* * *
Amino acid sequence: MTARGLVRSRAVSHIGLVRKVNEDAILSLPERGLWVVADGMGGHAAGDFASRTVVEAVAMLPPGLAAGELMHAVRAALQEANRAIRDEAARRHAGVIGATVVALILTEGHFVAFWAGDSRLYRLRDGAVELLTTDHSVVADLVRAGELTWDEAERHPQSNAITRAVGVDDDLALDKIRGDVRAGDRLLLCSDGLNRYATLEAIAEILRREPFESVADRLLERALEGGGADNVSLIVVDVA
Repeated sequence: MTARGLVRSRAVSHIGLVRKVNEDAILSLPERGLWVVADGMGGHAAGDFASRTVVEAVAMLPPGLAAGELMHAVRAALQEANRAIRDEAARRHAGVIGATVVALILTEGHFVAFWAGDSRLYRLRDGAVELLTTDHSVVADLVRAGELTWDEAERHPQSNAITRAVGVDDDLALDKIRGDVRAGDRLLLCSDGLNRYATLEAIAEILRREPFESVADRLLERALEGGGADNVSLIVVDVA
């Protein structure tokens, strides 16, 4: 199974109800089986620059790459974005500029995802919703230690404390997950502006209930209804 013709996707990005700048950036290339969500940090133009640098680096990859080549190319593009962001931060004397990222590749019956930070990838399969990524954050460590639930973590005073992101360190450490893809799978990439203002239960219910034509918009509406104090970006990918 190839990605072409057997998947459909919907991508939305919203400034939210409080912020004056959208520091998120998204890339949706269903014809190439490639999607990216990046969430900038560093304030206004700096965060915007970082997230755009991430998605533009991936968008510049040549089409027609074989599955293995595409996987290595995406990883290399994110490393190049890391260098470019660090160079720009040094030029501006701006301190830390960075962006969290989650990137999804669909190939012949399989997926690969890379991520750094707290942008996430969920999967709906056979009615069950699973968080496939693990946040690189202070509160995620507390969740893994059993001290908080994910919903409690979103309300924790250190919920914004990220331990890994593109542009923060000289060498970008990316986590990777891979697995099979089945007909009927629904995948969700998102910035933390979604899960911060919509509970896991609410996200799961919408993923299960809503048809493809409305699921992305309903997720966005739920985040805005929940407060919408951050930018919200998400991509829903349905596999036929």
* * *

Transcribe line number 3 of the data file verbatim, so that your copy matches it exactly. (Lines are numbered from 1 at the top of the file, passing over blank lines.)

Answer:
């Protein structure tokens, strides 16, 4: 199974109800089986620059790459974005500029995802919703230690404390997950502006209930209804 013709996707990005700048950036290339969500940090133009640098680096990859080549190319593009962001931060004397990222590749019956930070990838399969990524954050460590639930973590005073992101360190450490893809799978990439203002239960219910034509918009509406104090970006990918 190839990605072409057997998947459909919907991508939305919203400034939210409080912020004056959208520091998120998204890339949706269903014809190439490639999607990216990046969430900038560093304030206004700096965060915007970082997230755009991430998605533009991936968008510049040549089409027609074989599955293995595409996987290595995406990883290399994110490393190049890391260098470019660090160079720009040094030029501006701006301190830390960075962006969290989650990137999804669909190939012949399989997926690969890379991520750094707290942008996430969920999967709906056979009615069950699973968080496939693990946040690189202070509160995620507390969740893994059993001290908080994910919903409690979103309300924790250190919920914004990220331990890994593109542009923060000289060498970008990316986590990777891979697995099979089945007909009927629904995948969700998102910035933390979604899960911060919509509970896991609410996200799961919408993923299960809503048809493809409305699921992305309903997720966005739920985040805005929940407060919408951050930018919200998400991509829903349905596999036929």